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On Another Planet

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Default profile picture roberto foa

Is Britain really about to join the ‘inner core’ of a new, two-speed Europe? Like British involvement in Europe’s mission to Mars, expect us to break down on arrival.

So, Britain is about to join the ‘fast track’ of a new, two-speed Europe. At least, that was the message going out after Foreign Secretary Jack Straw remarked in an interview with the Figaro that "associating the UK with the Franco-German motor seems logical as Europe passes from 15 to 25 members".

Destination: Europa

Those who have any knowledge of British involvement in European integration know that British involvement in a ‘pioneer Europe’ is going to be about as successful as our recent pioneering probe on Mars - and about equally far-fetched. Indeed, the EU Observer, who reported the comment under the title ‘UK set to join Franco-German motor,’ must really be on another planet.

Not simply is it the case that politicians often make misleading remarks when talking to foreign papers, safe in the knowledge that their comments will not be heard by their domestic audience. After all, sometimes such comments can be quite revealing, and reflect a deeply held-sentiment. But for the British government to propel themselves in a pro-European direction would be technically impossible: popular opinion would generate too much friction and resistance, and the government themselves do not have the drive it takes to get there.


We should remind ourselves of the situation: in December, talks on Europe’s constitutional treaty collapsed. Europe’s future has been left open - either the constitution will be resurrected (in some form) later this year, or France and Germany proceed with ‘plan B’ – a group of committed states band together into a ‘core Europe’ leaving all doubters and troublemakers on the outside. In the space of one month, we have gone from a situation where Europe’s future was clearly mapped out ahead to one where the frontiers are very wide open indeed.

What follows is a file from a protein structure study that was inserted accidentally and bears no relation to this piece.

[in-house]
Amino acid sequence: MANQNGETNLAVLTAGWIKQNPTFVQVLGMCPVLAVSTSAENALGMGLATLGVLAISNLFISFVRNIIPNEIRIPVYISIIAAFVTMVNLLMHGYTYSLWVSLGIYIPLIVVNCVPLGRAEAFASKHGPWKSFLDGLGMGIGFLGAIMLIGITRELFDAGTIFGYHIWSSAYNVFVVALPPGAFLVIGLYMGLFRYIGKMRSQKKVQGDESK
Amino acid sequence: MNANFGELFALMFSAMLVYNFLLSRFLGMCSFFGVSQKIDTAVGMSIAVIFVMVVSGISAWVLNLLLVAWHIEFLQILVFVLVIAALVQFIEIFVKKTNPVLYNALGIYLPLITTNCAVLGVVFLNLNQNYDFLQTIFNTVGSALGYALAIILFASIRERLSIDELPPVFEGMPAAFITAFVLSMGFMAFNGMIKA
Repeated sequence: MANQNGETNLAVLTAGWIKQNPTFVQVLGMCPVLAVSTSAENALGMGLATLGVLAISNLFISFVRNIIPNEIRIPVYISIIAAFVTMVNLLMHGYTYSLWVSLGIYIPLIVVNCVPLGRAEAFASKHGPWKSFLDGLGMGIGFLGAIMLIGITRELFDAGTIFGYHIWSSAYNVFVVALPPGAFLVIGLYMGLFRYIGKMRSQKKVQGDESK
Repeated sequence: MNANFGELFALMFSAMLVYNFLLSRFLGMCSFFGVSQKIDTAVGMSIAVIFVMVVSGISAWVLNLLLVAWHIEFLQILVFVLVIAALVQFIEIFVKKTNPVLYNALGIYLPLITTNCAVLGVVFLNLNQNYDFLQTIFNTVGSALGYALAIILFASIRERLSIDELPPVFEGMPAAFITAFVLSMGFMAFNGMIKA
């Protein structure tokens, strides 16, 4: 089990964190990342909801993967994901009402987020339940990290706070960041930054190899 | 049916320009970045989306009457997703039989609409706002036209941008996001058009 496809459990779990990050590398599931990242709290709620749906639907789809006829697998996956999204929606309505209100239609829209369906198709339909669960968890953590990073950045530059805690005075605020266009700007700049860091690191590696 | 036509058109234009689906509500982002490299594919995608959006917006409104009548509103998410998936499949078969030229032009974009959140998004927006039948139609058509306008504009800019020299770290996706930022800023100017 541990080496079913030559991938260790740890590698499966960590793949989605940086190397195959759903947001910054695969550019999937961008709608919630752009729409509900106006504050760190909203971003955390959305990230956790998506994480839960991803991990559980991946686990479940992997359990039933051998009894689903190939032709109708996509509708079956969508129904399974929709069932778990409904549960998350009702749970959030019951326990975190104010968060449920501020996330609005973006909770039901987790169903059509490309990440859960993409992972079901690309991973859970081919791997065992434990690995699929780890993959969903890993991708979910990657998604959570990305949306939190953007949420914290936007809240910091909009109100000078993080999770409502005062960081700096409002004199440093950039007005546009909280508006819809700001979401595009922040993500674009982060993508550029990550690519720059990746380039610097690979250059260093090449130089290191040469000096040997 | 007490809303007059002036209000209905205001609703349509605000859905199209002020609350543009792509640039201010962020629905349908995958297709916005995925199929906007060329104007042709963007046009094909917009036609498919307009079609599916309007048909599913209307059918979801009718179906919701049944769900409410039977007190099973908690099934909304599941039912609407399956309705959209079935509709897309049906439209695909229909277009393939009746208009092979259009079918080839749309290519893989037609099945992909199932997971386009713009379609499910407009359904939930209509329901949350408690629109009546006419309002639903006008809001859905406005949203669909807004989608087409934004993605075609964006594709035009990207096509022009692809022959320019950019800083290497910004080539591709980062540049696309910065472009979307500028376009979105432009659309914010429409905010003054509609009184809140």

The virtue of the Constitutional Convention was that it allowed each state to gradually put aside their national reservations and get onboard a common legislative ship. But the dream-like calm that reigned after the convention’s close has now been shattered by December's breakdown. Each state has time to reflect on its real relation to Europe and reconsider its position. Strong states, like France, are wondering whether they would be so wise to abandon the intergovernmental process in which they held such sway. And Britain, who was initially opposed to the idea of a constitution but then came to support it as a ‘tidying-up measure’ (in the words of the government), is beginning to wonder whether it really tidies anything up at all.

Thus British support for the ‘two-speed’ idea now has an atmosphere of cynicism. On the one hand, there are supporters like France who believe that a fast-track ‘core Europe’ would act like a heavy planet, pulling all inside by the force of its gravity (or at least transform them into obedient satellites). But that is precisely the kind of outcome that Britain fears. For of course there is another opinion on the matter: sceptics believe that a ‘core European constellation’ would instead have the effect of flinging reluctant members to the far corners forever. So the British position is to provide support for the idea of ‘two speeds’ but on the sceptics’ assumption that it will hold apart rather than bring together Europe’s nations.


After all, what does a 'core' Europe really amount to? The truth is that ‘two-speeds’ is fundamentally just a continuation of the status quo. Already with respect to economic integration (the euro) and border policy (Schengen) we have a system of ‘variable geometry’ in place; a ‘two-speed’ Europe will simply apply this same principle to new areas, such as foreign policy, tax, or defense. And with the exception of this latter, Britain would almost certainly seek an opt-out in all areas.

A two-speed Europe will therefore leave unresolved many of the problems that led to the constitutional convention being established in the first place: it would continue the democratic deficit, Europe’s institutions would remain shrouded in mystery, her more quirky features, like the 6-month rotating presidency, would be firmly left in place. On the other hand, it opens up the promise of a fast-track European integration for a select group of states combined with the possibility of an opt-out for those who are not prepared to commit themselves to a single European super-state.

Europe therefore has a choice. She can continue the constitutional process and seek clear political structures now. Or she can continue with her present 'continental drift' - in the vague hope that ever-closer economic and bureaucratic union will one day bring us to a planet where the Union’s twelve-starred flag can be planted in a more promising political atmosphere. And let us hope there will be more 'signs of life' at that point than there are at this moribund stage in Europe's voyage.

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